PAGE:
November 2015 Box Office Forecast
By Michael Lynderey
November 5, 2015
5. The Peanuts Movie (November 6th)
The Peanuts Movie is technically the fifth in the series of big-screen Charles M. Schulz adaptations, and barring unforeseen terrors, it will most assuredly become the highest-grossing Snoopy movie ever made (the biggest of the previous four films, 1969's A Boy Named Charlie Brown, grossed roughly $12 million in that year's dollars; don't ask me to adjust it - it's probably something like three billion now).
Needless to say, The Peanuts Movie is that rare type of franchise reboot that would not raise the ire of long-time fans (Peanuts fans are just kinder people, I think). The film cost a lot of money. It has been much advertised, has received positive reviews, and opens on a weekend known for breaking out animated films to big numbers, but I can't help and express some reservations about its box office prospects, anyway. Snoopy and the gang are universally beloved, but are they that well-known to today's children? Is there a market hungry to see their relatively tame misadventures projected on the movie screen? Can they headline a big blockbuster film, and just how many older audiences will attend out of deeply-felt nostalgia? The Peanuts Movie will probably do pretty well with smaller children, but its appeal likely won't extend to older, more sophisticated young audiences seeking something resembling complex, high-tech, thrills, something this nice beagle doesn't promise them.
Opening weekend: $20 million / Total gross: $59 million
6. Victor Frankenstein (November 25th)
The month's token horror film has been slotted amongst the smorgasbord of Thanksgiving weekend, the better to scare the stuffing out of you (...). This latest re-telling of the Frankenstein tale is headlined by James McAvoy, still probably best known for X-Men, and here playing the title doctor, and Daniel Radcliffe, as the somewhat ambiguously hunchbacked assistant, Igor. Radcliffe has acclimated himself nicely since the end of yet another book series, Harry Potter (curiously, his one other big studio film since was another period horror, The Woman in Black; has he found his niche?). Victor Frankenstein, which seems purposefully light and wry in tone, was originally scheduled for early October, but switched seats with the same studio's The Martian, which itself had been slated for Thanksgiving. That scheduling decision has worked out very well for at least one of the two, and whether Victor Frankenstein also has some box office luck is hard to say. I'm not sure there's a lot of demand for another re-working of the Frankenstein tale (Aaron Eckhart's I, Frankenstein was released last year), but good reviews can lift it beyond its title, though maybe not much beyond.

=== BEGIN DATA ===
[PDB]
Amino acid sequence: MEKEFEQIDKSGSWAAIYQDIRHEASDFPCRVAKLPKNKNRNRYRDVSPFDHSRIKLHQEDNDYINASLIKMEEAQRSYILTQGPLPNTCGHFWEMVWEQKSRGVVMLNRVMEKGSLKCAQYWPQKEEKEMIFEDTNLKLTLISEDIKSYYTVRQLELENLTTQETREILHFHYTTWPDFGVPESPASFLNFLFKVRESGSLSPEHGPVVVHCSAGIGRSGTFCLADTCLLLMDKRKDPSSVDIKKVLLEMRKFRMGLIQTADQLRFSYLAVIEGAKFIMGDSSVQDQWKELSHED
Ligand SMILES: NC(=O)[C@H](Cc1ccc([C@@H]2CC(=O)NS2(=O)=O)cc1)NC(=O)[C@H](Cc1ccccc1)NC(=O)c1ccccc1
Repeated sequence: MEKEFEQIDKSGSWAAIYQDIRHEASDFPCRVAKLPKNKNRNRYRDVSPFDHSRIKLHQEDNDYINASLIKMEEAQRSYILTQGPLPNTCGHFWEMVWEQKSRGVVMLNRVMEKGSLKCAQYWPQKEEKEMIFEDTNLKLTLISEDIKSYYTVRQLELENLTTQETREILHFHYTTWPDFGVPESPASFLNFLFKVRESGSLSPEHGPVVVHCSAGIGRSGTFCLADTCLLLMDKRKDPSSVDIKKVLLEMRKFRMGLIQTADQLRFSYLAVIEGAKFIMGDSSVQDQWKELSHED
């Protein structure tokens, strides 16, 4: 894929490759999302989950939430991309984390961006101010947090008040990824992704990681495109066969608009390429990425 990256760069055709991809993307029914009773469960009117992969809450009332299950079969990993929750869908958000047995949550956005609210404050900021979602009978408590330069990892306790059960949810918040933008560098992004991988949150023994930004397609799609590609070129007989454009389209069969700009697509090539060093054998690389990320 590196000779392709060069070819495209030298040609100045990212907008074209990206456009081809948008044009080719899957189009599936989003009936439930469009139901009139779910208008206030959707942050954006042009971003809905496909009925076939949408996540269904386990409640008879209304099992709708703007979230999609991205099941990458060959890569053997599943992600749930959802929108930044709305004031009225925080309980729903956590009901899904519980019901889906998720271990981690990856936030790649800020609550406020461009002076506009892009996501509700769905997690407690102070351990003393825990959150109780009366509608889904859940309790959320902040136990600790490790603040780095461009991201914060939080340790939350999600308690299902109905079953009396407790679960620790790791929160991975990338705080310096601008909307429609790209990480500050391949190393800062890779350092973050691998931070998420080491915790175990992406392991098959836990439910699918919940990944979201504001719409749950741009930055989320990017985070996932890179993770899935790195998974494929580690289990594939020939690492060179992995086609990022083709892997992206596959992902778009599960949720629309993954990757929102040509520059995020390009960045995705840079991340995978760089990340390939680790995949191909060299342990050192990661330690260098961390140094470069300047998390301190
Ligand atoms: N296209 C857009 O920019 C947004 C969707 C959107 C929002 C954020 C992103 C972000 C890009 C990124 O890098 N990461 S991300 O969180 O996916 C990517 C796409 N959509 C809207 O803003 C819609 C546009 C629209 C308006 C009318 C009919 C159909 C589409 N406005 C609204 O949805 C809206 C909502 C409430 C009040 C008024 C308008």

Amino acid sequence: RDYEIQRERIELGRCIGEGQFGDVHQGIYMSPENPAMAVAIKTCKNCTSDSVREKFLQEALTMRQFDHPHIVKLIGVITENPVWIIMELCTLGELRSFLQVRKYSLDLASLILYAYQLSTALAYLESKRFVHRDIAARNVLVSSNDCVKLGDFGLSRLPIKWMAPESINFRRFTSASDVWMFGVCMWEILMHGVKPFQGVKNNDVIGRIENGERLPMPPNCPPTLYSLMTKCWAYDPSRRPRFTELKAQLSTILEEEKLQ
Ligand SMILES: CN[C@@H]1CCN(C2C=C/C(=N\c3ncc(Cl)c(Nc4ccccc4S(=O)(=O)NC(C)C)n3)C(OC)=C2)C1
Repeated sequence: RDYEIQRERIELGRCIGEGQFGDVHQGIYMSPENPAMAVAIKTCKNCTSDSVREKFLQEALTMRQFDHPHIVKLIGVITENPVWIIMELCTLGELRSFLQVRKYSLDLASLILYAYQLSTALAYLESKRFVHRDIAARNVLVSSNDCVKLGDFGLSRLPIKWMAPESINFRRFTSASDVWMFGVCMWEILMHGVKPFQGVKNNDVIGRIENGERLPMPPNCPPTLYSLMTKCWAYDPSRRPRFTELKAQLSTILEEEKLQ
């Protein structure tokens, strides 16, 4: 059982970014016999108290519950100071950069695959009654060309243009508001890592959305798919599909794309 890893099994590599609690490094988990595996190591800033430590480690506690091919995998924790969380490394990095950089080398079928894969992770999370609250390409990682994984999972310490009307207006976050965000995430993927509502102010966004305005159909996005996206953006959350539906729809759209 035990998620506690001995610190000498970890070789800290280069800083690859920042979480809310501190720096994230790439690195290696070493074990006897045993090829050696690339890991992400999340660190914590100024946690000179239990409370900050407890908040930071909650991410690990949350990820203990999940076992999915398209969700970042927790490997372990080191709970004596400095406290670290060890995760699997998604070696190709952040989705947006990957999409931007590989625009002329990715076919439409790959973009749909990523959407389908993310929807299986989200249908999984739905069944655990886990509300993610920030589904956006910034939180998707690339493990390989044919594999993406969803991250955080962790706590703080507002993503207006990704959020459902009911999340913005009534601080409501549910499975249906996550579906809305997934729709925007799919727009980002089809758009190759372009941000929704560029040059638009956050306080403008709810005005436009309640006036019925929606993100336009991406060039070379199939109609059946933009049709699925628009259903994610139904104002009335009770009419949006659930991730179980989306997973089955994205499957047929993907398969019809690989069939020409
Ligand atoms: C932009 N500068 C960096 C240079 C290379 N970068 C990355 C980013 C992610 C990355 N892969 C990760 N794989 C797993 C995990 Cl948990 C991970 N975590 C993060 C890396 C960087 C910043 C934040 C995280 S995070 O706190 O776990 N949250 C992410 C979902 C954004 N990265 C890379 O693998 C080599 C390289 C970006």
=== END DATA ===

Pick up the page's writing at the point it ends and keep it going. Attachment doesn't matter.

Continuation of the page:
Opening weekend: $14 million (5-day) / Total gross: $31 million
7. Secret in Their Eyes (November 20th)
This mid-month thriller pairs '90s A-list stars Julia Roberts and Nicole Kidman with the always-good Chiwetel Ejiofor, in a remake of a highly-acclaimed, Oscar-winning 2009 Chilean film of the same name (well, almost; that film title was preceded by a "The"). It's always nice to see Roberts and Kidman (she was quite good as the villain in Paddington earlier this year, really!), and Ejiofor's presence is usually a mark of quality. The film is helmed by Billy Ray, who's written many noted screenplays and directed two, Shattered Glass and Breach, both good.
Whether even all this talent can stand out in a market populated with pre-sold brand names is difficult to say, but November isn't nearly as full of high-caliber adult-themed pictures as October was. Still, as I write this, echoes of recent big-star dramas ignored at the box office - Sandra Bullock's Our Brand is Crisis and Bradley Cooper's Burnt, for starters, which were thoroughly ignored by audiences who could pay them no heed - run sharply through my mind. Good reviews will help boost this one. Pray that it gets them.
Opening weekend: $11 million / Total gross: $35 million